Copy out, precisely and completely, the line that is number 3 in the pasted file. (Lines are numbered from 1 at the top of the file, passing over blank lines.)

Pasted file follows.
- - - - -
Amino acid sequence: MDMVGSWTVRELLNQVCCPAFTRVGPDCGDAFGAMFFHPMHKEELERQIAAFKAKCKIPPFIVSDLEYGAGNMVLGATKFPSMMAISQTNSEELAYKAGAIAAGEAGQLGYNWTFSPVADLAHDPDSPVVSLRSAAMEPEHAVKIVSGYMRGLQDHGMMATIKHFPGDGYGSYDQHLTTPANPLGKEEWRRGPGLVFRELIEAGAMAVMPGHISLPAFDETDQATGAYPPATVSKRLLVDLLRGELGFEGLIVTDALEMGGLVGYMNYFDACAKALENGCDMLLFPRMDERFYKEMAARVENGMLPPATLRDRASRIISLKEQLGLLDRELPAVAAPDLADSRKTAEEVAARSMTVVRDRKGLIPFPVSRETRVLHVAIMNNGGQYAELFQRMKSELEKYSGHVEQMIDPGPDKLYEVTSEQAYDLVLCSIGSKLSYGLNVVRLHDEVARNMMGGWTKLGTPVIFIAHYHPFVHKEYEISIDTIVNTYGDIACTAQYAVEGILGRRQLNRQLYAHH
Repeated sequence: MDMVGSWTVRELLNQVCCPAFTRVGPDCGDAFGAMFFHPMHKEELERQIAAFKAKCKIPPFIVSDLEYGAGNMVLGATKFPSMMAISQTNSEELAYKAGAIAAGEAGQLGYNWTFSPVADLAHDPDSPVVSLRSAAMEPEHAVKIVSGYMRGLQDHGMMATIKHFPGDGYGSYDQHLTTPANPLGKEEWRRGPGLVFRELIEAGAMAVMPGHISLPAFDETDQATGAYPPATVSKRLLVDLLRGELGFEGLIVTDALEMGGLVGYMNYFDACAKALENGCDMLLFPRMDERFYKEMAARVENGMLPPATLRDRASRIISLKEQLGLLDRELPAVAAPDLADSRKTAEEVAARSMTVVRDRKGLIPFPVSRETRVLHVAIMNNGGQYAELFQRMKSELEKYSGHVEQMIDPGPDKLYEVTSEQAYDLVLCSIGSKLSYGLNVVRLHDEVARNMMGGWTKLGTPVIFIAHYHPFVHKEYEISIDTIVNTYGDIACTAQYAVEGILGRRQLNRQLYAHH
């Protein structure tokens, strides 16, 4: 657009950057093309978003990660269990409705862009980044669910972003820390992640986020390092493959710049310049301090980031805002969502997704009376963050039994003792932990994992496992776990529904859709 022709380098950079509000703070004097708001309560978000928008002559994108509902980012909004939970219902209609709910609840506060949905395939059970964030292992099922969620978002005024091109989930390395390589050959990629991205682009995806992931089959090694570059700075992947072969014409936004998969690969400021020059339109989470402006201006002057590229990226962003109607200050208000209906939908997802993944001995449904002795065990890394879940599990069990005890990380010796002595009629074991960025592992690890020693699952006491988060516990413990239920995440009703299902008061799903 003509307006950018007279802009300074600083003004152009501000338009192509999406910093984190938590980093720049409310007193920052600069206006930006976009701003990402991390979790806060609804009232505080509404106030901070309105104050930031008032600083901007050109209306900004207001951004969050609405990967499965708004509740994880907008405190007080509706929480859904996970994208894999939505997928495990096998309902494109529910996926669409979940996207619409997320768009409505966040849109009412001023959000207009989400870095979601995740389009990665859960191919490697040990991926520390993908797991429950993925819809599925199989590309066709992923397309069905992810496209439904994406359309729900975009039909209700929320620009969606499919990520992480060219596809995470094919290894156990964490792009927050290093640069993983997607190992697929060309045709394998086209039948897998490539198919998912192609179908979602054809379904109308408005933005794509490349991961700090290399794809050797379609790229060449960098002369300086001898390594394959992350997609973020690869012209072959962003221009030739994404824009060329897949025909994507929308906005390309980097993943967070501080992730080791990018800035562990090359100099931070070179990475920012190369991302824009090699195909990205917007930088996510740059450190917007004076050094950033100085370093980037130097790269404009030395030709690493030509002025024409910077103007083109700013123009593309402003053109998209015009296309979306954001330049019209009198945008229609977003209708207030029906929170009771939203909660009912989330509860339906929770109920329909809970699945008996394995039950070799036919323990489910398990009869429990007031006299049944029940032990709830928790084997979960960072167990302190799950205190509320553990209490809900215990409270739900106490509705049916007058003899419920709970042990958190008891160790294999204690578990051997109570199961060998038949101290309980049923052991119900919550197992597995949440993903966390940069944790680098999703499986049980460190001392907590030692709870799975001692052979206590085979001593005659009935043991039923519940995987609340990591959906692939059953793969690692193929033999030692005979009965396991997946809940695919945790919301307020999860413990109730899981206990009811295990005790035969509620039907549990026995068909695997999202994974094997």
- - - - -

């Protein structure tokens, strides 16, 4: 657009950057093309978003990660269990409705862009980044669910972003820390992640986020390092493959710049310049301090980031805002969502997704009376963050039994003792932990994992496992776990529904859709 022709380098950079509000703070004097708001309560978000928008002559994108509902980012909004939970219902209609709910609840506060949905395939059970964030292992099922969620978002005024091109989930390395390589050959990629991205682009995806992931089959090694570059700075992947072969014409936004998969690969400021020059339109989470402006201006002057590229990226962003109607200050208000209906939908997802993944001995449904002795065990890394879940599990069990005890990380010796002595009629074991960025592992690890020693699952006491988060516990413990239920995440009703299902008061799903 003509307006950018007279802009300074600083003004152009501000338009192509999406910093984190938590980093720049409310007193920052600069206006930006976009701003990402991390979790806060609804009232505080509404106030901070309105104050930031008032600083901007050109209306900004207001951004969050609405990967499965708004509740994880907008405190007080509706929480859904996970994208894999939505997928495990096998309902494109529910996926669409979940996207619409997320768009409505966040849109009412001023959000207009989400870095979601995740389009990665859960191919490697040990991926520390993908797991429950993925819809599925199989590309066709992923397309069905992810496209439904994406359309729900975009039909209700929320620009969606499919990520992480060219596809995470094919290894156990964490792009927050290093640069993983997607190992697929060309045709394998086209039948897998490539198919998912192609179908979602054809379904109308408005933005794509490349991961700090290399794809050797379609790229060449960098002369300086001898390594394959992350997609973020690869012209072959962003221009030739994404824009060329897949025909994507929308906005390309980097993943967070501080992730080791990018800035562990090359100099931070070179990475920012190369991302824009090699195909990205917007930088996510740059450190917007004076050094950033100085370093980037130097790269404009030395030709690493030509002025024409910077103007083109700013123009593309402003053109998209015009296309979306954001330049019209009198945008229609977003209708207030029906929170009771939203909660009912989330509860339906929770109920329909809970699945008996394995039950070799036919323990489910398990009869429990007031006299049944029940032990709830928790084997979960960072167990302190799950205190509320553990209490809900215990409270739900106490509705049916007058003899419920709970042990958190008891160790294999204690578990051997109570199961060998038949101290309980049923052991119900919550197992597995949440993903966390940069944790680098999703499986049980460190001392907590030692709870799975001692052979206590085979001593005659009935043991039923519940995987609340990591959906692939059953793969690692193929033999030692005979009965396991997946809940695919945790919301307020999860413990109730899981206990009811295990005790035969509620039907549990026995068909695997999202994974094997």